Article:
A Nurse Suggested That I 'Whoop' My Autistic Pre-Schooler

by Katie Cloyd
Originally Published: 
Little boy looking at camera
Katie Cloyd/Instagram

Last week, my son found a Gideon bible in the waiting room of my doctor’s office. He’s not quite four and doesn’t know how to read, but to him, it was the storybook from the opening credits of his favorite Winnie the Pooh movie.

We were the only people in the waiting room, so I let him play freely. While we waited, he walked around with his book. He told me short stories about Christopher Robin and his pals using their favorite catch phrases. He used different voices to say things like, “Oh, bother” and “Oh, d-d-d-dear,” in the style of Pooh and Piglet.

It was adorable, and he was loving it.

He was loving it so much, in fact, that when the nurse came to the door and called my name, he got very upset. He thought I was going to tell him to put the book back on the shelf. Instead of asking if he could bring the book with him as an almost four-year-old might typically do, he sat down where he was and started to shout, “My book! My book!”

There were already big, splashing tears on his sweet little face when I knelt down and said, “Hey, it’s okay. You can bring the book with you.”

He calmed down immediately. That’s all he wanted.

My little guy is autistic. He uses language to communicate, but he does it a little differently than most people expect him to when they see how big he is. Given a little time, Walker could have asked me if he could bring the book to the exam room. He’s working hard to communicate more clearly with words. It’s his preferred method, and it’s important to him, so we support him in his quest to master the spoken language.

But he needs extra time to get his point across, and in that waiting room, he knew he didn’t have it.

I handled the situation in seconds, but that didn’t stop the nurse from turning to him and saying, “You’re lucky she lets you act like that. My kids would’ve gotten whooped.”

Fucking excuse me?

Did you just tell my kid he’s lucky I don’t hit him? Right in front of my face?

By some miracle, I reined in my sass mouth and calmly said, “He doesn’t know what that means. We don’t hit our kids.”

The conversation ended there. I had so much more to say, but it wasn’t the time or the place.

But this is.

Settle in. I have thoughts.

First. Of. All: Stop hitting your kids.

Spanking is hitting, and it sucks. It’s the year of our Lord two thousand and twenty, people. We have the internet. You have access to thousands of experts, millions of parents, and billions of ideas. Do a little digging and find a better way to correct and teach your kids. It might take some trial and error, but you can do it.

And before you bother with the tired-ass arguments, let’s get them out of the way.

Yes, spanking is hitting.

No, not hitting doesn’t mean not using any form of discipline.

Kids who aren’t spanked are not destined to be wild brats who turn into entitled, law-breaking, laundry pod eating assholes.

You can run a tight ship without smacking your offspring. Give it a go.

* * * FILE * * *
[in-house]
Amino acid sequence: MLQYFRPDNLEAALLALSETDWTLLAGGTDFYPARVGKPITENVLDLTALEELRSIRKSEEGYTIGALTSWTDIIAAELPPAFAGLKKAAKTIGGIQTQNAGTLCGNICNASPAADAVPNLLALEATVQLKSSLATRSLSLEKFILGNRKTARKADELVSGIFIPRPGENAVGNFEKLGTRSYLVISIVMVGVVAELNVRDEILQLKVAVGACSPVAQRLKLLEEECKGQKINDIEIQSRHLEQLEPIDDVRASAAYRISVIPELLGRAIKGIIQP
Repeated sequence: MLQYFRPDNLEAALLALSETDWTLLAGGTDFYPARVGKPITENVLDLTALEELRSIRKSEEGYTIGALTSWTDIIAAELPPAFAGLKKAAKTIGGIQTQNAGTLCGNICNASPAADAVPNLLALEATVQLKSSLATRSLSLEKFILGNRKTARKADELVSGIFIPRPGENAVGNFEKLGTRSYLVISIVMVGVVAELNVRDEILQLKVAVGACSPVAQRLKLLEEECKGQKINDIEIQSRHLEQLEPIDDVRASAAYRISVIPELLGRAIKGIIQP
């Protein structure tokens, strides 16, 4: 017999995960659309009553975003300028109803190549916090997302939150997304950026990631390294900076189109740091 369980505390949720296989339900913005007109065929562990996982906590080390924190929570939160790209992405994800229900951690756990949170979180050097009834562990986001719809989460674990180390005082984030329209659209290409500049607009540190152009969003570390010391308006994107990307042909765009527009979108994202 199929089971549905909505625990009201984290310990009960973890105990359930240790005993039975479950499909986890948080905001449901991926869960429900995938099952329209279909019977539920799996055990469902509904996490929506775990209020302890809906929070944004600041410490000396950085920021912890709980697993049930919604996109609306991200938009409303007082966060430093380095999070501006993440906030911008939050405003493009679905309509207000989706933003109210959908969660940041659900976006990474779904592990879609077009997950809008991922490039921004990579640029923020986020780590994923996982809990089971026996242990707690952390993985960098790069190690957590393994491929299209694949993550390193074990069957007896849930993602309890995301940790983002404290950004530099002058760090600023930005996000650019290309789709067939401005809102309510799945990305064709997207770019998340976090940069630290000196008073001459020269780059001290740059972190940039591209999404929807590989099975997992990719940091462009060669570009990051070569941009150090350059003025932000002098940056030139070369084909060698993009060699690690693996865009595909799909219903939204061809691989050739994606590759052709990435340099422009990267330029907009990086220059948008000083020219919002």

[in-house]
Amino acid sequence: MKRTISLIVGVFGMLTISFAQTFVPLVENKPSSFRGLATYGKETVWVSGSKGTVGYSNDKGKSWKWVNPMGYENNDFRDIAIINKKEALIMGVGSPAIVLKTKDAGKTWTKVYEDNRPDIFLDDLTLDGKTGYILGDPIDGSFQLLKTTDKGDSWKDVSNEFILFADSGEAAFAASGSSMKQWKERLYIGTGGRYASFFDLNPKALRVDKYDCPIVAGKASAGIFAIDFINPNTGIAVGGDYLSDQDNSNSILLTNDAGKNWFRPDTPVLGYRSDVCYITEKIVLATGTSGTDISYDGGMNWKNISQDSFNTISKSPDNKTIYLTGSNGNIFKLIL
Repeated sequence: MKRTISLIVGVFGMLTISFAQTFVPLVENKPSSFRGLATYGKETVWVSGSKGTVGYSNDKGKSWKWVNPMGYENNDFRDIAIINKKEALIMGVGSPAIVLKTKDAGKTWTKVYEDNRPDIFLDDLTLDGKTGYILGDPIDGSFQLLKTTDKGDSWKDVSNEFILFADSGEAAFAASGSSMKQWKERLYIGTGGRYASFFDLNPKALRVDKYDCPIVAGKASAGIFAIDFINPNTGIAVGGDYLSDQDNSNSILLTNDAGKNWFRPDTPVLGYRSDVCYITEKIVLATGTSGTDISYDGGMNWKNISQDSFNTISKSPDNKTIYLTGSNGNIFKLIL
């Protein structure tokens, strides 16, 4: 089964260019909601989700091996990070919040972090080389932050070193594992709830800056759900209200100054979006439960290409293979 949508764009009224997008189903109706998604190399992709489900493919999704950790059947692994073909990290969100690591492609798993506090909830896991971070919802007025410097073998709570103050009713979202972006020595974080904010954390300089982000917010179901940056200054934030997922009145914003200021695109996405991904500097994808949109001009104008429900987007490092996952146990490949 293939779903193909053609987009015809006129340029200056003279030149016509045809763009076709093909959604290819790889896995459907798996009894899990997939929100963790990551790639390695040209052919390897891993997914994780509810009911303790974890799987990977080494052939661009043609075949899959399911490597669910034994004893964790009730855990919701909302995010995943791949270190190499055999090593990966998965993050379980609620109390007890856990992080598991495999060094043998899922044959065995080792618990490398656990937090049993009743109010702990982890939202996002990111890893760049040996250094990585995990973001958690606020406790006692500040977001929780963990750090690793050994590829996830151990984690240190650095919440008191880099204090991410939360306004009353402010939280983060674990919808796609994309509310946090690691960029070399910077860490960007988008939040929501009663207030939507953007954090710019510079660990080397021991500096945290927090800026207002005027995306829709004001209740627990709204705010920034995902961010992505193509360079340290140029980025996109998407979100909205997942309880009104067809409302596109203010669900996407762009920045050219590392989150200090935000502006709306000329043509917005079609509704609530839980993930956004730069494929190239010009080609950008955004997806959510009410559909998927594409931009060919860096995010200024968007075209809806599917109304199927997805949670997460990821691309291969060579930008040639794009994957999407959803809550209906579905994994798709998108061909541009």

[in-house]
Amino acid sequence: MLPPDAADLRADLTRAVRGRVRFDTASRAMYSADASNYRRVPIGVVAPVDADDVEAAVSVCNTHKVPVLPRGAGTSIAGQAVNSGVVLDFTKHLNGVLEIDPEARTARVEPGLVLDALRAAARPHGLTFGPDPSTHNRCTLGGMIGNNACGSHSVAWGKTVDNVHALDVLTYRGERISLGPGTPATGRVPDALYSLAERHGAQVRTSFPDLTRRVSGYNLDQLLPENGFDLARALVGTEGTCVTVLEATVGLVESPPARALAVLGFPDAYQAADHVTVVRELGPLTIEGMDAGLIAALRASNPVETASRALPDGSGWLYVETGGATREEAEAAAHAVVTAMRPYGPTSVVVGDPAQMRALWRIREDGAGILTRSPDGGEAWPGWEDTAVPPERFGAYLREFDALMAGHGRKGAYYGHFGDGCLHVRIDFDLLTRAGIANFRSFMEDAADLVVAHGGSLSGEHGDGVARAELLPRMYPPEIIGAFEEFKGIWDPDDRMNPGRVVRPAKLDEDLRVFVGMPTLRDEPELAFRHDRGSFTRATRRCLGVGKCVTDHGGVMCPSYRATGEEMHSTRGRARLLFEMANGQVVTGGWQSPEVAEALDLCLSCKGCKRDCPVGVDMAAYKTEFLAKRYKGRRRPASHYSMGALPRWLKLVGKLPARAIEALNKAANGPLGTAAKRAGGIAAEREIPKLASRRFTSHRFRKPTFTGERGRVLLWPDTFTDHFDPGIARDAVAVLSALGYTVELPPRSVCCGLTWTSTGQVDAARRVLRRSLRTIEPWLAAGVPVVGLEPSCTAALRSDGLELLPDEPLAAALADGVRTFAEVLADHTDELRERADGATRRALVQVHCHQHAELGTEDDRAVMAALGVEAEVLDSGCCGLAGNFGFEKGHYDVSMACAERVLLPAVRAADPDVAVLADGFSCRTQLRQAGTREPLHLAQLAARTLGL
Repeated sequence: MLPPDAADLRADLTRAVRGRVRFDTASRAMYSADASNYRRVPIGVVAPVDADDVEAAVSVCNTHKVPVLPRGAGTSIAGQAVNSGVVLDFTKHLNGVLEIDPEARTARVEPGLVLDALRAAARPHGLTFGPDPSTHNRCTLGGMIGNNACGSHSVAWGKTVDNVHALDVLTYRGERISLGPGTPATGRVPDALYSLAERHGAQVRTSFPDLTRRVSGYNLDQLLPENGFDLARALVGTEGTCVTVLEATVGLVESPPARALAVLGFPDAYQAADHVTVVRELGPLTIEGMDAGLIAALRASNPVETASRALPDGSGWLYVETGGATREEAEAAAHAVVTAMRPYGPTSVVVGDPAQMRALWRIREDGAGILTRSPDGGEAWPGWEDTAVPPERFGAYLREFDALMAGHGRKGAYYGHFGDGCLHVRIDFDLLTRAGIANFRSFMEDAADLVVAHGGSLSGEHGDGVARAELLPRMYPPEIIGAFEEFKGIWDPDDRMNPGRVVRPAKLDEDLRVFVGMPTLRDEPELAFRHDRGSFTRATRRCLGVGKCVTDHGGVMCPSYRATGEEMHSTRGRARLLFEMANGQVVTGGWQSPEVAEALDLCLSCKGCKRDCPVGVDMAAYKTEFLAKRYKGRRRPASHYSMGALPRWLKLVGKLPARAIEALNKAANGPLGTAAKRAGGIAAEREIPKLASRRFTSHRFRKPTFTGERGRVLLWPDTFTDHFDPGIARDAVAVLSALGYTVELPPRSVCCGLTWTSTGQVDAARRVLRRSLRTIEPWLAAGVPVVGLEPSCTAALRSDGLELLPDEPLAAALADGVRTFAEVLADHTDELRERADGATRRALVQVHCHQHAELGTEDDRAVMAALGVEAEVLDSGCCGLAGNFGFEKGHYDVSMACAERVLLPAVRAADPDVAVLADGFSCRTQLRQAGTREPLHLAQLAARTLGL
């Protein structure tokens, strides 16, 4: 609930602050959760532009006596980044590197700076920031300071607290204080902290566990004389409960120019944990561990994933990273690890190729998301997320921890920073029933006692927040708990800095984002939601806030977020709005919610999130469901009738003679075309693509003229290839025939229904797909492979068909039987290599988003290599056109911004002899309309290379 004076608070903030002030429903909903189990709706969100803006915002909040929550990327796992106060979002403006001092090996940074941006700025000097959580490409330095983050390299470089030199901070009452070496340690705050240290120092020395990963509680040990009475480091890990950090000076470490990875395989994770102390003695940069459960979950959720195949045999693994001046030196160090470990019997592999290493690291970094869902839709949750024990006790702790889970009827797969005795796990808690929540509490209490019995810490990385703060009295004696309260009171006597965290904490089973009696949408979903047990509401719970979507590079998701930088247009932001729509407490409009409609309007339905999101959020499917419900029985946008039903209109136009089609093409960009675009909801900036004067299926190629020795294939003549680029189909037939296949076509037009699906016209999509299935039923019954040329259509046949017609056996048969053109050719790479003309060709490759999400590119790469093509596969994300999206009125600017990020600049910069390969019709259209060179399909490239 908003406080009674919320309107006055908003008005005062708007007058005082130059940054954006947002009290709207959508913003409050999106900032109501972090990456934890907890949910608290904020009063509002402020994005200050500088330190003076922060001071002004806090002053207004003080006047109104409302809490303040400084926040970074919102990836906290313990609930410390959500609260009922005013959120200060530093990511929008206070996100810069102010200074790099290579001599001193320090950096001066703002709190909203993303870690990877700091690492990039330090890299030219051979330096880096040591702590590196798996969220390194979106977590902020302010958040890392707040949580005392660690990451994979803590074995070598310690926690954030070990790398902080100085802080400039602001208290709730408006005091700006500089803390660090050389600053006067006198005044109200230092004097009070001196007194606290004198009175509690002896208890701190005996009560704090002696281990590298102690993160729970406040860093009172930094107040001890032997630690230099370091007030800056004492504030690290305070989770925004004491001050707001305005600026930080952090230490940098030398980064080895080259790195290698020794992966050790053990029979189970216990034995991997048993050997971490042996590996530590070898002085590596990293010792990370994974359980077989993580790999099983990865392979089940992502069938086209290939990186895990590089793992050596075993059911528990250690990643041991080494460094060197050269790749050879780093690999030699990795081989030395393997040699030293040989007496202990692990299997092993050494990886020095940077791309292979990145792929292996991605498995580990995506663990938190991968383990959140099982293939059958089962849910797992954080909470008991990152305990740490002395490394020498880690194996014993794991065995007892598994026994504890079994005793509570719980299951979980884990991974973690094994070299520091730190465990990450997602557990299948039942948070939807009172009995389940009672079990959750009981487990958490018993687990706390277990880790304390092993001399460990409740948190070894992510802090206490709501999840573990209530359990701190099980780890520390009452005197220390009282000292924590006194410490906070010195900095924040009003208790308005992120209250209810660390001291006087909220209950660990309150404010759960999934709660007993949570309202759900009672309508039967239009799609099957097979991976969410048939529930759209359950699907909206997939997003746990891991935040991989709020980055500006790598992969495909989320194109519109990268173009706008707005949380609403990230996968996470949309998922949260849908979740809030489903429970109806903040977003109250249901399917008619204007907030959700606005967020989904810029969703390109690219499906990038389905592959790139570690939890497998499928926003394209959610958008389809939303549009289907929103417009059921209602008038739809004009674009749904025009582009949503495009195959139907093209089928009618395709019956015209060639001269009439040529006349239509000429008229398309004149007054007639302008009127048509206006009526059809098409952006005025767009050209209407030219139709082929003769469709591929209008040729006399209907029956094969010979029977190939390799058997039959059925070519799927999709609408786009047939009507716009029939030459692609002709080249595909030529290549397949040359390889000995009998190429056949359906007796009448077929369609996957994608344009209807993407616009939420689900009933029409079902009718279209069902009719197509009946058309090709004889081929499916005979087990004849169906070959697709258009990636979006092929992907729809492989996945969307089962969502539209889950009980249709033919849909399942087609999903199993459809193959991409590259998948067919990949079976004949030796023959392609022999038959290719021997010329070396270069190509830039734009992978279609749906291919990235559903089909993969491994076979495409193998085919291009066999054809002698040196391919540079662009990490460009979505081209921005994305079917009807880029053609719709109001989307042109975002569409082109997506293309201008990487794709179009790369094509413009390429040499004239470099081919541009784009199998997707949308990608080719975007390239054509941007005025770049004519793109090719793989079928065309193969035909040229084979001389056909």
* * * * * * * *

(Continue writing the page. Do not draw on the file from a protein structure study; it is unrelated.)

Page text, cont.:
ANYWAY, even if I was a spanker, was this really a “spankable offense?” I hope not.

I don’t understand what I was supposed to be punishing him for. He’s just a little boy. He got upset, so he shouted and cried for a few seconds. My kid happens to have autism, but that’s completely age-appropriate behavior even if he wasn’t autistic. Preschoolers have feelings that are way, way bigger than their ability to exhibit self-control. It’s our job as grown ups to meet them where they are with a lot of patience and a little grace. They’re not “bad”– they’re just little.

What would a “whooping” have taught him?

At best, it would have taught him nothing at all. At worst, it would have taught him that he can’t trust me to be on his side when he struggles. I’m not willing to break him like that.

Spanking Walker won’t change his autism, and it won’t make him any more mature. As his mom, it’s my job to walk next to him and show him healthy ways to navigate tough situations. It’s not my job to make sure his littleness and his autism never annoy anyone for a split second.

I don’t care if someone sees my child shout and cry and judges me for not “whooping his ass.” I don’t place much value on the way I look to nosy strangers. I am far more concerned with how my choices affect my son’s childhood. These years are shaping who he will become.

Go on ahead and judge me for not spanking him. Just know I’m judging you right back for the fact that you’d rather see my child cry because I hurt him than because he wants to carry a damn book with him for a few extra minutes.

And for not considering that he might have some special circumstances, like speech delay, that contribute to the way I handle his big feelings.

In the end, Walker took the book with him and “read” it while I spoke to the doctor. He left it in the exam room when we left, and he didn’t shed a single tear about it because I explained that it wasn’t ours. He understands and respects that. Allowing him to carry it for a few more minutes didn’t make him feel entitled to keep it. I didn’t have to steal a Gideon bible that day to appease my out-of-control child. That’s not how it works.

My kid happens to be autistic. That affects the way I respond to him in certain situations. It also affects the way he processes (and communicates) in certain situations.

But whether they are neurotypical or neurodiverse, no child deserves to be spanked, especially not for having feelings. That’s part of being a human, and that’s what they’re learning how to do. It’s our job to facilitate that, not break their spirit and trust with painful punishments.

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